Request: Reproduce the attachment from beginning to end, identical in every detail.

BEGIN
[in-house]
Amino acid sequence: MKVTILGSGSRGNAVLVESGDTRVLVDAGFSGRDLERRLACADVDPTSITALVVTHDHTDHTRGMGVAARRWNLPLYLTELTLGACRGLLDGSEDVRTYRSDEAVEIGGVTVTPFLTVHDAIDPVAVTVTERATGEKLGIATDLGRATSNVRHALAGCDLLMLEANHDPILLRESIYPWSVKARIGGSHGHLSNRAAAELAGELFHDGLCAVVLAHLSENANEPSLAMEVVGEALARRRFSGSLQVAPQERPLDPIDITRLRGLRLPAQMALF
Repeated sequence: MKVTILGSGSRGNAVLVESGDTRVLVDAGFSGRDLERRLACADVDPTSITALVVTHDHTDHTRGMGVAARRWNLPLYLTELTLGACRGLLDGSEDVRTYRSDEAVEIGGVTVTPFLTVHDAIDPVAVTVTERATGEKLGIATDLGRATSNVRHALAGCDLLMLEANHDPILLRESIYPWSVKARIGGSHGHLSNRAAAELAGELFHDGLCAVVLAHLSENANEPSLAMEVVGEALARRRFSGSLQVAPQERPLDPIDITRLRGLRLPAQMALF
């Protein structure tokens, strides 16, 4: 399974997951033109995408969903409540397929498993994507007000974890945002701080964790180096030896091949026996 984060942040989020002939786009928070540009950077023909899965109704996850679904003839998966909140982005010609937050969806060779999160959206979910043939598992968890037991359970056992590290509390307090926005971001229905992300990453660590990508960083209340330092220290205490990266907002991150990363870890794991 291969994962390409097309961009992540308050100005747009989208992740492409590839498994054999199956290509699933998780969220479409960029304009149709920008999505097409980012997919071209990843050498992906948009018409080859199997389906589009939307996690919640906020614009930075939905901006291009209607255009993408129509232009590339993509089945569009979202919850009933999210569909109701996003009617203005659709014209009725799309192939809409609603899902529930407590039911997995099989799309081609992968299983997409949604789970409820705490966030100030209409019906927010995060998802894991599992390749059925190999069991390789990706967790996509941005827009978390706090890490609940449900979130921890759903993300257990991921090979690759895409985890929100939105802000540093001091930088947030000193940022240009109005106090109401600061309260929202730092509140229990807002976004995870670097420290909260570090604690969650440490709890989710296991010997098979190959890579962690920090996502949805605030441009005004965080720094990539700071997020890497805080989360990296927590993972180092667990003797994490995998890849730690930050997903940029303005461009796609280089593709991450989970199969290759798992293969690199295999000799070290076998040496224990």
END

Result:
[in-house]
Amino acid sequence: MKVTILGSGSRGNAVLVESGDTRVLVDAGFSGRDLERRLACADVDPTSITALVVTHDHTDHTRGMGVAARRWNLPLYLTELTLGACRGLLDGSEDVRTYRSDEAVEIGGVTVTPFLTVHDAIDPVAVTVTERATGEKLGIATDLGRATSNVRHALAGCDLLMLEANHDPILLRESIYPWSVKARIGGSHGHLSNRAAAELAGELFHDGLCAVVLAHLSENANEPSLAMEVVGEALARRRFSGSLQVAPQERPLDPIDITRLRGLRLPAQMALF
Repeated sequence: MKVTILGSGSRGNAVLVESGDTRVLVDAGFSGRDLERRLACADVDPTSITALVVTHDHTDHTRGMGVAARRWNLPLYLTELTLGACRGLLDGSEDVRTYRSDEAVEIGGVTVTPFLTVHDAIDPVAVTVTERATGEKLGIATDLGRATSNVRHALAGCDLLMLEANHDPILLRESIYPWSVKARIGGSHGHLSNRAAAELAGELFHDGLCAVVLAHLSENANEPSLAMEVVGEALARRRFSGSLQVAPQERPLDPIDITRLRGLRLPAQMALF
């Protein structure tokens, strides 16, 4: 399974997951033109995408969903409540397929498993994507007000974890945002701080964790180096030896091949026996 984060942040989020002939786009928070540009950077023909899965109704996850679904003839998966909140982005010609937050969806060779999160959206979910043939598992968890037991359970056992590290509390307090926005971001229905992300990453660590990508960083209340330092220290205490990266907002991150990363870890794991 291969994962390409097309961009992540308050100005747009989208992740492409590839498994054999199956290509699933998780969220479409960029304009149709920008999505097409980012997919071209990843050498992906948009018409080859199997389906589009939307996690919640906020614009930075939905901006291009209607255009993408129509232009590339993509089945569009979202919850009933999210569909109701996003009617203005659709014209009725799309192939809409609603899902529930407590039911997995099989799309081609992968299983997409949604789970409820705490966030100030209409019906927010995060998802894991599992390749059925190999069991390789990706967790996509941005827009978390706090890490609940449900979130921890759903993300257990991921090979690759895409985890929100939105802000540093001091930088947030000193940022240009109005106090109401600061309260929202730092509140229990807002976004995870670097420290909260570090604690969650440490709890989710296991010997098979190959890579962690920090996502949805605030441009005004965080720094990539700071997020890497805080989360990296927590993972180092667990003797994490995998890849730690930050997903940029303005461009796609280089593709991450989970199969290759798992293969690199295999000799070290076998040496224990």